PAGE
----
The Davis Mountains have long attracted people seeking respite from the surrounding deserts of West Texas. Delivered as magma from volcanic activity some 35 million years ago, the mountains harbor patches of “sky island” known for relatively moist forested hillsides, cooler temperatures, and spartan beauty. To explore the Davis range’s cultural past and natural marvels, head to the highest town in Texas—Fort Davis, at 5,050 feet—and hit the trail. Or better yet, hit three trails.

The Madera Canyon Trailhead

Cattle Country

The Madera Canyon Trail traverses former ranchland now part of the Nature Conservancy’s 33,000-acre Davis Mountains Preserve. Twenty-four miles northwest of Fort Davis on State Highway 118, the 2.4-mile loop crosses Madera Creek before splitting: The right fork delivers a vista of the Davis Mountains’ profile including Mount Livermore, the highest point in the region; the left fork descends to the creek and Chico Tank, which holds water seasonally (a draw for wildlife, especially birds) thanks to a dam built of native rock in the early 20th century. Keep an eye out for coveys of Montezuma quail with their striking black and white head markings.

Water is the lifeblood of the Davis Mountains, and the range captures plenty as it forces westerly winds to rise, cool, and condense; the mountains’ annual rainfall nearly doubles that of the surrounding desert. Pioneer ranchers recognized these beneficial conditions and, by the end of the 19th century, the number of cattle in the Davis Mountains exceeded the human population 43 to 1. But the 20th century brought a changing world as cities grew, rural populations shrank, and overgrazing contributed to the slow, steady decline of ranching in the Davis Mountains.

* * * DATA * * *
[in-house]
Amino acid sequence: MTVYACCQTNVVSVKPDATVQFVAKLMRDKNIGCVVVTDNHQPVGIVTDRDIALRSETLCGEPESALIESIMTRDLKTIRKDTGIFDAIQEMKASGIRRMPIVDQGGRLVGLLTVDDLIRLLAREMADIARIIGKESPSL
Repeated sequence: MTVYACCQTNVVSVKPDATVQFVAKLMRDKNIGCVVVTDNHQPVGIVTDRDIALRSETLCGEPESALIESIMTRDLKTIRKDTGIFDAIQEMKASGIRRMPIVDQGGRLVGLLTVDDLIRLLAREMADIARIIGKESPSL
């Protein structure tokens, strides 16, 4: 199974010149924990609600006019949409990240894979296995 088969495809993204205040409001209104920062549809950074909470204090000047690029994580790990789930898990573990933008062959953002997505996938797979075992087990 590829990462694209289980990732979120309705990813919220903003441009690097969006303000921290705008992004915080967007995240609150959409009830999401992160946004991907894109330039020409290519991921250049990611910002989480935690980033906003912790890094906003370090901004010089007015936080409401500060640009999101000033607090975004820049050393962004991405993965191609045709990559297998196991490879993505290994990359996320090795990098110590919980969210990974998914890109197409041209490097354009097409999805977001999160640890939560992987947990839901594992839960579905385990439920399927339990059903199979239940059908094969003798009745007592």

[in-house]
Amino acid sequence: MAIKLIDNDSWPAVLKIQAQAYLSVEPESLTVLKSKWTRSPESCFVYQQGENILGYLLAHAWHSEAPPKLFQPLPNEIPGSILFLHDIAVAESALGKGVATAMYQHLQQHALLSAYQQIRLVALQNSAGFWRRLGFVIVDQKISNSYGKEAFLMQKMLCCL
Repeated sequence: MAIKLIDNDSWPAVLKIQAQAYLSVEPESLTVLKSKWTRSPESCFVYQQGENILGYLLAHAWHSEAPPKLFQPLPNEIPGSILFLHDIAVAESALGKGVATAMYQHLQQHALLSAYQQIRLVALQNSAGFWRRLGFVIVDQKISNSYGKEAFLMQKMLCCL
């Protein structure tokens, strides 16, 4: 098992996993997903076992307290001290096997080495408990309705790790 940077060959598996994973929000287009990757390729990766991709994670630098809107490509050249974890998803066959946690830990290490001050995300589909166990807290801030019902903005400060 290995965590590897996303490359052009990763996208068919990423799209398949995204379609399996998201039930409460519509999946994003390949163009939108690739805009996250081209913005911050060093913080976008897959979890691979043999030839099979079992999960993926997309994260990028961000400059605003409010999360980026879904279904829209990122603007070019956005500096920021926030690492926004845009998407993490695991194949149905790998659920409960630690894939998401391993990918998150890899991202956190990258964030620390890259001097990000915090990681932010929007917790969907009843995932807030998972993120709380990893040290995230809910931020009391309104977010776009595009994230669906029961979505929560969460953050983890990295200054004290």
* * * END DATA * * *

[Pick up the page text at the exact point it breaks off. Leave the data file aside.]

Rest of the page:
The Madera Canyon Trail starts and ends at the Lawrence E. Wood picnic area on State Highway 118. It is free and open daily from sunup to sundown.

Crossing the normally dry Madera Creek.

Cavalry Days

As American settlers streamed into the frontier, the United States established military forts to confront and guard against the Native Americans who originally called West Texas home. The Fort Davis National Historic Site preserves an 1854 cavalry post that protected settlers, mail coaches, and wagon trains traveling between San Antonio and El Paso until 1891. The fort’s location, at the mouth of a box canyon, proved to be an advantageous site for staging defenses.

Water is the lifeblood of the Davis range, where the annual rainfall nearly doubles that of the surrounding desert.

The North Ridge trail system gives hikers a bird’s-eye view of the fort and the 24 roofed buildings that remain, including five that have been restored to their 1880s condition. One trailhead starts from the Hospital Canyon Trail behind the restored fort hospital and travels through native trees and grasses beneath the protective natural palisades of the canyon. It then ascends to the ridge where it becomes the North Ridge Trail. The left fork links to Davis Mountains State Park, while the right fork follows the North Ridge Trail to a short detour and an overlook with a comprehensive view of the historic site. The hike is approximately 1.5 miles each way.